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Emergence of vancomycin tolerance in Streptococcus pneumoniae


Streptococcus pneumoniae, the pneumococcus, is the most common cause of sepsis and meningitis1. Multiple-antibiotic-resistant strains are widespread, and vancomycin is the antibiotic of last resort2,3. Emergence of vancomycin resistance in this community-acquired bacterium would be catastrophic. Antibiotic tolerance, the ability of bacteria to survive but not grow in the presence of antibiotics, is a precursor phenotype to resistance4. Here we show that loss of function of the VncS histidine kinase of a two-component sensor-regulator system in S. pneumoniae produced tolerance to vancomycin and other classes of antibiotic. Bacterial two-component systems monitor environmental parameters through a sensor histidine-kinase/phosphatase, which phosphorylates/dephosphorylates a response regulator that in turn mediates changes in gene expression. These results indicate that signal transduction is critical for the bactericidal activity of antibiotics. Experimental meningitis caused by the vncS mutant failed to respond to vancomycin. Clinical isolates tolerant to vancomycin were identified and DNA sequencing revealed nucleotide alterations in vncS. We conclude that broad antibiotic tolerance of S.pneumoniae has emerged in the community by a molecular mechanism that eliminates sensitivity to the current cornerstone of therapy, vancomycin.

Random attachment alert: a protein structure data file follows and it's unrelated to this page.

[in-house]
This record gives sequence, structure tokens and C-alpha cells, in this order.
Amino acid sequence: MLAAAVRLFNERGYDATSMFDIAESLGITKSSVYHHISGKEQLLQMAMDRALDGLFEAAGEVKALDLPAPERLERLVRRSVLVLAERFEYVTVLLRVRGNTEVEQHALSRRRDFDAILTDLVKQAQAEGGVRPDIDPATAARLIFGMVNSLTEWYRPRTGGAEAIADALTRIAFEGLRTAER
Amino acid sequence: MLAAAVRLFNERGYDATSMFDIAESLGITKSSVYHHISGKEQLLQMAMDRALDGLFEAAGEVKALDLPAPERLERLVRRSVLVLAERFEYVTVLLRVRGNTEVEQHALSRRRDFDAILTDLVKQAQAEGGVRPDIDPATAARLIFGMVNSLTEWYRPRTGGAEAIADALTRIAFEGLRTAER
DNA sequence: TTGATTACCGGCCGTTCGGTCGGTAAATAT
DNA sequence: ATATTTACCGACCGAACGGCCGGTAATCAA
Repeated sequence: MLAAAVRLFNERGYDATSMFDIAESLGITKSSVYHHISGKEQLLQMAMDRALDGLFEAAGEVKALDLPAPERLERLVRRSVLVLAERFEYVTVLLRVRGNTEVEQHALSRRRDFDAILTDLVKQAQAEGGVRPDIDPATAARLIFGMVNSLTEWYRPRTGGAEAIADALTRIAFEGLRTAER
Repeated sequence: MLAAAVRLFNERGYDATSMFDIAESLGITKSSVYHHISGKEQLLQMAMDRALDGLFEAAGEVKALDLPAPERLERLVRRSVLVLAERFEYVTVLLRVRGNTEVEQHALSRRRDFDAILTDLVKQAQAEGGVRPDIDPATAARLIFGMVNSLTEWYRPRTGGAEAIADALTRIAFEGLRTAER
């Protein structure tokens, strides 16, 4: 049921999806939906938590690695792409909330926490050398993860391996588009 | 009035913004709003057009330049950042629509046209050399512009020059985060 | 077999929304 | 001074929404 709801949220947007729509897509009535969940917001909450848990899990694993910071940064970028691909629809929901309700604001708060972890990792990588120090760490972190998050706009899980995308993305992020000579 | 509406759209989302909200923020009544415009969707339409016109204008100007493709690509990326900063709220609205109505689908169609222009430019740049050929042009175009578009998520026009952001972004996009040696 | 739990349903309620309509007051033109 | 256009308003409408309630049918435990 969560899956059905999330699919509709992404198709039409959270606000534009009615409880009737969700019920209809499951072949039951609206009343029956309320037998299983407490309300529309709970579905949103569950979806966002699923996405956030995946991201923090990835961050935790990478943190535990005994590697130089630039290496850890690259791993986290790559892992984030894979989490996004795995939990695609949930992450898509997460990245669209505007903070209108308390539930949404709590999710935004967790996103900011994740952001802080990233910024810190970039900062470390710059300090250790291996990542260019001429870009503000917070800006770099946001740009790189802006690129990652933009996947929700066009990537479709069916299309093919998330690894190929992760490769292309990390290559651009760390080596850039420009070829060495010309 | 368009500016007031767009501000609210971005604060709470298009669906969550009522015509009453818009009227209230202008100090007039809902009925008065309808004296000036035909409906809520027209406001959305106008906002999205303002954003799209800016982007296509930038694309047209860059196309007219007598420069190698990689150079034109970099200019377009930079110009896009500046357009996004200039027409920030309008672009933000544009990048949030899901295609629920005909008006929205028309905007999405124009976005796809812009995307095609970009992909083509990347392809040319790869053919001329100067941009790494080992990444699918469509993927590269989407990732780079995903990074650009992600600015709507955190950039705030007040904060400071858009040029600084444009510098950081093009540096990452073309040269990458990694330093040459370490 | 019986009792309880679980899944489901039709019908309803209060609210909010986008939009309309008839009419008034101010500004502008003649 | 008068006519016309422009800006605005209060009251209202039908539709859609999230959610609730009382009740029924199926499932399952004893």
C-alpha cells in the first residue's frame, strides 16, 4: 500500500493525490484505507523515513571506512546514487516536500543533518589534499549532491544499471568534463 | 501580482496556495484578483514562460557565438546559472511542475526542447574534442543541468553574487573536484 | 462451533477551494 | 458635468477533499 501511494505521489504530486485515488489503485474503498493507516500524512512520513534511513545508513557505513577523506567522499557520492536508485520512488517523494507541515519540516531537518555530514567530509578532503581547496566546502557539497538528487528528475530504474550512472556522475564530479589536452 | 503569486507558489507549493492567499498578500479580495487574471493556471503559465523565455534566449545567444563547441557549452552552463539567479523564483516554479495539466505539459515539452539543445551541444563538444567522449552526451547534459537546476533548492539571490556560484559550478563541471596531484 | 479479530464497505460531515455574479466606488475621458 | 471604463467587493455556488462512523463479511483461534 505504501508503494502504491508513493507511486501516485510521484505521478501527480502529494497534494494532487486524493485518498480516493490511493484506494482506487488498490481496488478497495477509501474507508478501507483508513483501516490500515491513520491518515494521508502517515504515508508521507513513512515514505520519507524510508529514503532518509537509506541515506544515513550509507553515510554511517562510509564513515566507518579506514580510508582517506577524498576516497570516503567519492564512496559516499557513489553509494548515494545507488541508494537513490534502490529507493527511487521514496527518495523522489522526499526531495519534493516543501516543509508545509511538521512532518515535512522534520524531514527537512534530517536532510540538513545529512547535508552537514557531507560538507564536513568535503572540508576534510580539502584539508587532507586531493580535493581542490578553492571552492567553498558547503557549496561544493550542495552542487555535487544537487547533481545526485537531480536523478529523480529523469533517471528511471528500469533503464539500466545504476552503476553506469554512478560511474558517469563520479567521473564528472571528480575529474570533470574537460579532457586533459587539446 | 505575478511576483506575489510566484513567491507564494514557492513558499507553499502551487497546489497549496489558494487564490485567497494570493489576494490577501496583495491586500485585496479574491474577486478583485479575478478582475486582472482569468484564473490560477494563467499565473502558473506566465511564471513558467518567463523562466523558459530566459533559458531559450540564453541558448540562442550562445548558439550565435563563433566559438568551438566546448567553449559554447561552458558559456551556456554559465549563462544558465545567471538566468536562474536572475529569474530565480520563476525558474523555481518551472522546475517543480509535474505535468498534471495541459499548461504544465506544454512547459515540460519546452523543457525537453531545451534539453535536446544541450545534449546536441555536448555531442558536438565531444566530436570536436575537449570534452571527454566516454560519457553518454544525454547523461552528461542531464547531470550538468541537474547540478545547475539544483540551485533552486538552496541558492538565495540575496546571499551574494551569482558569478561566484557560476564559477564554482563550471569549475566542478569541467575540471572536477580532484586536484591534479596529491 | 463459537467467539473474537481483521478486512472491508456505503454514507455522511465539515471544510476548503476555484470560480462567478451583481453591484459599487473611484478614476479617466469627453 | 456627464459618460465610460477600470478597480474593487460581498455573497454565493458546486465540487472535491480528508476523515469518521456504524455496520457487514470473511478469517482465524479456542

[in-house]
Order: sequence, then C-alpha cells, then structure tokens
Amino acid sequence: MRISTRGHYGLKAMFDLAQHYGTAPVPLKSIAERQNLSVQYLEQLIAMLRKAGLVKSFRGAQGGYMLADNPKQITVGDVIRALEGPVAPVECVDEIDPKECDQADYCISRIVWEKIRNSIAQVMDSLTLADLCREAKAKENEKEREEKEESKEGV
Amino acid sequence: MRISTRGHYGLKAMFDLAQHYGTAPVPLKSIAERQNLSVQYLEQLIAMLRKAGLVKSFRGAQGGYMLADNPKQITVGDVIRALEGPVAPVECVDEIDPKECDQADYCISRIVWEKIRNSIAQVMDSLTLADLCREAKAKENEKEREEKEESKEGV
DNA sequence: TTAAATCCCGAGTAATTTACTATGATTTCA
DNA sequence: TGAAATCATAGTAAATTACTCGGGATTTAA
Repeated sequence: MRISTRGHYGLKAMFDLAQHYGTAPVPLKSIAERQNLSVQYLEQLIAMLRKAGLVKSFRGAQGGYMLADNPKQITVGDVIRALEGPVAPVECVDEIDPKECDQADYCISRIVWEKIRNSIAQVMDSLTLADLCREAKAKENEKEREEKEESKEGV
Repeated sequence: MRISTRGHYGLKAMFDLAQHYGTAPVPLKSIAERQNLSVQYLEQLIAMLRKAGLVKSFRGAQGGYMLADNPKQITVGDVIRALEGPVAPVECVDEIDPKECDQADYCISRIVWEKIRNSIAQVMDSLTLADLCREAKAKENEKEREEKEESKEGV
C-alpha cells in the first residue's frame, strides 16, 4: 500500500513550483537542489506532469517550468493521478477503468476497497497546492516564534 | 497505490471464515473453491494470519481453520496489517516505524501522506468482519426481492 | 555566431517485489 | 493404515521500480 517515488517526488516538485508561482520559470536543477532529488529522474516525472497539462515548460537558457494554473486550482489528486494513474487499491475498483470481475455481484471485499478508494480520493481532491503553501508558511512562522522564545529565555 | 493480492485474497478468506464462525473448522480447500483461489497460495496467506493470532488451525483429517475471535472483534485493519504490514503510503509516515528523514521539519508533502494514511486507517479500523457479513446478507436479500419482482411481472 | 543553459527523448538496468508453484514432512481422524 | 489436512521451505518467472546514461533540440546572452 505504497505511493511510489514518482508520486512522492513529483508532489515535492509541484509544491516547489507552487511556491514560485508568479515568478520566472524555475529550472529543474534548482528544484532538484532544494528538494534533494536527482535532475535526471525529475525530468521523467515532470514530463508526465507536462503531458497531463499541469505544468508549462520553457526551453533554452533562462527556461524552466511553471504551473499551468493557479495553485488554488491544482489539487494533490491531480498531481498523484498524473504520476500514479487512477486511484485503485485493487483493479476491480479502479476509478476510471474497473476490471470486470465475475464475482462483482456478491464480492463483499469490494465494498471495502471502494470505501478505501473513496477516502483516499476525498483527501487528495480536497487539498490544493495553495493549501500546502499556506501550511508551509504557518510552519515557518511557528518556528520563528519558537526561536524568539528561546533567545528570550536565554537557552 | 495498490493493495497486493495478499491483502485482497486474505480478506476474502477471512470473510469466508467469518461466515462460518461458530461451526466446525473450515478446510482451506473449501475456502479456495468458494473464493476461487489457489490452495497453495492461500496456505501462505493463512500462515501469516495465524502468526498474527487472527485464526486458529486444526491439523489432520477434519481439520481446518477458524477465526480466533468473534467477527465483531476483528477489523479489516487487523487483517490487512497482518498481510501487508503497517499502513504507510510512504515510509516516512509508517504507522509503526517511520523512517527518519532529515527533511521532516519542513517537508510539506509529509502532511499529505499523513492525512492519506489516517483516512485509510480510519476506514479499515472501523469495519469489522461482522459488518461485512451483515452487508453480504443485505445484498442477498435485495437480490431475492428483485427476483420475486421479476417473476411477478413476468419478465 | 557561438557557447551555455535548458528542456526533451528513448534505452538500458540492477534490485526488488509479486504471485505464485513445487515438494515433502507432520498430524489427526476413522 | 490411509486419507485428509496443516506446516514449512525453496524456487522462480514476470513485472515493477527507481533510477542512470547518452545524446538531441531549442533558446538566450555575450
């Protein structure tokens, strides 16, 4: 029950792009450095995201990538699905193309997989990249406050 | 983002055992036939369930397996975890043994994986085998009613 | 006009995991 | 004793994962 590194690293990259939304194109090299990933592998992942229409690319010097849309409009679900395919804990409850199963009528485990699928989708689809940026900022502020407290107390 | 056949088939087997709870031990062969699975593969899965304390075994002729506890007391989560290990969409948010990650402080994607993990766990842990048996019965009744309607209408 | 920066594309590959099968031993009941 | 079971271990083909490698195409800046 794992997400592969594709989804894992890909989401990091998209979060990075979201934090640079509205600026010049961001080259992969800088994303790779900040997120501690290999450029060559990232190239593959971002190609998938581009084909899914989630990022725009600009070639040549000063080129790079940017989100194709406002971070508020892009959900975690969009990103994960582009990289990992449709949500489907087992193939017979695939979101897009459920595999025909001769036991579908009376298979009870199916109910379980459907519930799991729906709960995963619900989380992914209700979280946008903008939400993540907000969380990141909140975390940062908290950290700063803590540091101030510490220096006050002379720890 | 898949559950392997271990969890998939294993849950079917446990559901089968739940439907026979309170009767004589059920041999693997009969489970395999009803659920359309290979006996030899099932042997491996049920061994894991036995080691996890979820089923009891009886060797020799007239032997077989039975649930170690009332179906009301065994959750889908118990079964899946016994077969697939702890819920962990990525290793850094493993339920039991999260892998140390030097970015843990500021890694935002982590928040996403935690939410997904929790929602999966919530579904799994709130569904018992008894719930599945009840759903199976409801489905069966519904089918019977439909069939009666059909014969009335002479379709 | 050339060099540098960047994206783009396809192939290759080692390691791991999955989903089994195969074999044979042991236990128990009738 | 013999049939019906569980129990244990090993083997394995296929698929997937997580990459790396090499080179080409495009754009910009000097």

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Figure 1: Effect of loss of function of vncR and vncS on bactericidal activity of vancomycin.
Figure 2: Interrelationships of VncR and VncS.
Figure 3: Functional assay of autolytic activity.

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This work was supported in part by grants from the NIH (to E.T.), the Cancer Center CORE Grant and the American Lebanese Syrian Associated Charities and åke Wiberg Foundation. We thank J. S. Braun for help with the animal model, J. Li for technical assistance and P. Murray for helpful suggestions and discussions.

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Correspondence to E. Tuomanen.

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Novak, R., Henriques, B., Charpentier, E. et al. Emergence of vancomycin tolerance in Streptococcus pneumoniae. Nature 399, 590–593 (1999).

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